Maria Matienzo Puerto
HAVANA TIMES — Adela’s in-laws are a typical Cuban couple of their generation…an elderly pair with shared hatreds. The mother-in-law still hasn’t forgiven the father-in-law for his infidelity committed with a black woman way back during their first years of marriage.
She brings it up every chance she gets, but he’ll say nothing. Still, Adela told me that that the black woman was the love of his life but that the relationship didn’t go forward precisely because of her being black. What was his family going to say?
That was the thinking of many white men of that time (at least I thought so). Black and mulatto women were only “chosen” as mistresses, but never as wives, though there were plenty of anomalies of course.
How terrible, right? Given the already disadvantaged social position of women, being black or mulatto was yet another — let’s say — “subcategory.”
I had thought these social constructs had been left behind in the distant 20th century when another friend, Elena, started telling me about what happened to her in a relationship that ended a few weeks earlier.
After a several weeks of “passionate” lovemaking, the guy — a white man emerging as one of Cuba’s nouveau riche — decided they shouldn’t continue because he was falling in love and that such a relationship was going to interfere with his plans.
She was devastated, while he never realized that the feelings might be mutual. Nonetheless, Elena understood and consoled herself thinking that for her, too, a relationship at that time could have been counterproductive.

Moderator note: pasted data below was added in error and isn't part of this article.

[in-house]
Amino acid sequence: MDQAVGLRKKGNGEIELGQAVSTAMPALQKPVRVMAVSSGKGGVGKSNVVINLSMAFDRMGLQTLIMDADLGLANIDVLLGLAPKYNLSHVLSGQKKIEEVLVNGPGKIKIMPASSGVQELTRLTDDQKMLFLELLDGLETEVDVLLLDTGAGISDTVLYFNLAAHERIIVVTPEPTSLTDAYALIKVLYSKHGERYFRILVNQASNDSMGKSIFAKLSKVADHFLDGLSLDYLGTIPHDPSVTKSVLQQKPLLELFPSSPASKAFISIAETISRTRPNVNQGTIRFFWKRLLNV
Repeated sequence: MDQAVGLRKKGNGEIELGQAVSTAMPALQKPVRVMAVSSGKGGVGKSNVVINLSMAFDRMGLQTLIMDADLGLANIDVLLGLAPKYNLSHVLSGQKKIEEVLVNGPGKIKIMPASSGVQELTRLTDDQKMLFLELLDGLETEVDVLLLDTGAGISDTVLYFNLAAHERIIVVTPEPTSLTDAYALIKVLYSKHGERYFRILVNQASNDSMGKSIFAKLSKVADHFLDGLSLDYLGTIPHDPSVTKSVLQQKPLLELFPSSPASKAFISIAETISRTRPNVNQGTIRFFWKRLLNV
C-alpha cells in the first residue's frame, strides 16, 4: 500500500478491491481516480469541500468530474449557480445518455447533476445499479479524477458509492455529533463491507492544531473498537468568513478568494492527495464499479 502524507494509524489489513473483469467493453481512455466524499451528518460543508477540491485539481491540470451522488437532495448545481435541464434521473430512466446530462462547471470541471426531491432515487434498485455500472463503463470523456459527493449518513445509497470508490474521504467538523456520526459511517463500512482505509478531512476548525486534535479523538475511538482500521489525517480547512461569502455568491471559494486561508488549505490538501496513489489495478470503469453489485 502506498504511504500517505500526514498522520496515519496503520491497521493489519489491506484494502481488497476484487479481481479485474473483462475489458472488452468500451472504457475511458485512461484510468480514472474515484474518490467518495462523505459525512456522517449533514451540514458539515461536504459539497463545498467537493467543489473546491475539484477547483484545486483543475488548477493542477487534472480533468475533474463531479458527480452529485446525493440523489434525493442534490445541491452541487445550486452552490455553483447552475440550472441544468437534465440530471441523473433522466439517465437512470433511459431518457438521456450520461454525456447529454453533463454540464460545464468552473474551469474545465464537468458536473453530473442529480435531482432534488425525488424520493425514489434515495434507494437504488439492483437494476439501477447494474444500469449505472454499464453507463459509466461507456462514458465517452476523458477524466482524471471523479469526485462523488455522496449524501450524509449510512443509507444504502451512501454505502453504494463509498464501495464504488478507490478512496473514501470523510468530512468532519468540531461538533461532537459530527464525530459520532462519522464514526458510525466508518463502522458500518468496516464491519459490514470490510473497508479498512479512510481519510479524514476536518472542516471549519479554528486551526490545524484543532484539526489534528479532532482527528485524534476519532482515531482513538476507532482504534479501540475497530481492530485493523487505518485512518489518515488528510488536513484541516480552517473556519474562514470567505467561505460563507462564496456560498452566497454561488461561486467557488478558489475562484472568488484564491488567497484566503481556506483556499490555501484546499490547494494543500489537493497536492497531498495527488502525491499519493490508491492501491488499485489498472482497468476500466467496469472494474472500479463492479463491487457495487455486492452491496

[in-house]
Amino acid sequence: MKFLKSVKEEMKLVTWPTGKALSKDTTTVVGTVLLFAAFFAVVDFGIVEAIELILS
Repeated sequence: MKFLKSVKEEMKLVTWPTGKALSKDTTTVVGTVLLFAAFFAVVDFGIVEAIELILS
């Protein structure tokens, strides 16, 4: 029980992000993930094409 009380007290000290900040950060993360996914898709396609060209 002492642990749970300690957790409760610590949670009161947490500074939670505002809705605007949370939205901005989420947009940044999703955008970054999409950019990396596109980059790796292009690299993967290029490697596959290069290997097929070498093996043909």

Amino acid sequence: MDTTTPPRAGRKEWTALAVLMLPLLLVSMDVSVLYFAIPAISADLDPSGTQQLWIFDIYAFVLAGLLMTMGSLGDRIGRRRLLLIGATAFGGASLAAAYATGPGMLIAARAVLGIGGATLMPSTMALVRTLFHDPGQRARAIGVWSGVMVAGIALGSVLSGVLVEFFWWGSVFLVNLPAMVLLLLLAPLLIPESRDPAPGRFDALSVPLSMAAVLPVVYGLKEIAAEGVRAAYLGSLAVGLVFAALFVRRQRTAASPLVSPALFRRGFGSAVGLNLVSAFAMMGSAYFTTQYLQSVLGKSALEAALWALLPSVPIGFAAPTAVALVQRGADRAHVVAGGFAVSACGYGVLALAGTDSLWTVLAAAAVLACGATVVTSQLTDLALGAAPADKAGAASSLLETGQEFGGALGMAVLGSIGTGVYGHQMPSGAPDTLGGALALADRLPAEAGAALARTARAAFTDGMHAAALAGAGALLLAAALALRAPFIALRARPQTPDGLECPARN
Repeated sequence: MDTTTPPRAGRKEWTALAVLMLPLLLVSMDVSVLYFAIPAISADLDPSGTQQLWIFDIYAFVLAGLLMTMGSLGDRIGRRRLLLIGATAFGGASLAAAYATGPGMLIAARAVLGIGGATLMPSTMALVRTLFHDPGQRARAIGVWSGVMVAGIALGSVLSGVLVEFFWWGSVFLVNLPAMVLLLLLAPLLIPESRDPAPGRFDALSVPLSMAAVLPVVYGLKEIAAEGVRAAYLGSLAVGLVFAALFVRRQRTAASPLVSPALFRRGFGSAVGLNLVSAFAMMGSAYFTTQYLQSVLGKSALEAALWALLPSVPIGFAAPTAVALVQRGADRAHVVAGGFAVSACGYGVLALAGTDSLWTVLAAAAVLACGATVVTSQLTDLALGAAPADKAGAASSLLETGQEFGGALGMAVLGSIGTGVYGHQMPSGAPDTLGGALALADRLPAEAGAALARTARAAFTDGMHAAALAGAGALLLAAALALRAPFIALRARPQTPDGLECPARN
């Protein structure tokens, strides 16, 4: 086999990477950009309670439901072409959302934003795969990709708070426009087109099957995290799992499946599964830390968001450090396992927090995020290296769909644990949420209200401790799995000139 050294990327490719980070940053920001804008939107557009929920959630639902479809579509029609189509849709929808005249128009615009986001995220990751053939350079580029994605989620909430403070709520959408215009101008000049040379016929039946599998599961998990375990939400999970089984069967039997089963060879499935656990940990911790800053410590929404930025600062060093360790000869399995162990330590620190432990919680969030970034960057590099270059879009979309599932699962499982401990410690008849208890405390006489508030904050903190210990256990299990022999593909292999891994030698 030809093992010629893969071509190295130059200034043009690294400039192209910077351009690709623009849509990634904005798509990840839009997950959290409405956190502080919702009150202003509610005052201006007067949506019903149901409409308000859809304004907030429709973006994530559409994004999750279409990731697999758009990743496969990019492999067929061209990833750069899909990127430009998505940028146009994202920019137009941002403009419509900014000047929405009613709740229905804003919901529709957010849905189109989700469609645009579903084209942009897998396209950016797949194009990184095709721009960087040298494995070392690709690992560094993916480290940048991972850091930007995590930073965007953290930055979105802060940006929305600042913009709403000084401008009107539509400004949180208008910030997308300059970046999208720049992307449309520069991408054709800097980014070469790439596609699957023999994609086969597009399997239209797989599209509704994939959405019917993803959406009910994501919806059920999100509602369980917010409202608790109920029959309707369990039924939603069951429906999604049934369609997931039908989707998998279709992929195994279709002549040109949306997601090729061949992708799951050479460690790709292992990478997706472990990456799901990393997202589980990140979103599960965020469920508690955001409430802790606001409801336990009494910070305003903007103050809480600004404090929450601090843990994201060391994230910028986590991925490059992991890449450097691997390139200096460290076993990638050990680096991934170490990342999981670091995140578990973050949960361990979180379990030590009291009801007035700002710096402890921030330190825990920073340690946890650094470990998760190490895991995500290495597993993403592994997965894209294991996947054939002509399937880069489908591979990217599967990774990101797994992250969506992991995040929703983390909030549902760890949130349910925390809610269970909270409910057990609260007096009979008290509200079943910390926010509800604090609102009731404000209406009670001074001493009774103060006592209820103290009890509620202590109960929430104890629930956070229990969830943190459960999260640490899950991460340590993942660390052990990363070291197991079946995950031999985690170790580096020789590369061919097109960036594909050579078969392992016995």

But, as the old saying goes, “Lies have short legs.” Less than two weeks after the breakup “European social style” — without tears, pleas or an excess of heartbreak — there came the news. He was engaged to a gorgeous blonde.
There were no complaints from Elena…there was really nothing to complain about. She was left with a bitter taste in her mouth for having been rejected, tossed to the side like a piece of old furniture, livestock or who knows what else.
These personal stories that seem drawn from old-fashioned melodramatic novels continue on in modern times.
I don’t know how things are in other parts of the world, but here the issue of race has no end. When you think some things have progressed a little, you realize that others have slipped backwards I don’t know how many steps.
And if we add to this the fact that education here isn’t aimed at making people more assertive in seeking needed changes in our society, I really don’t know where we’re going.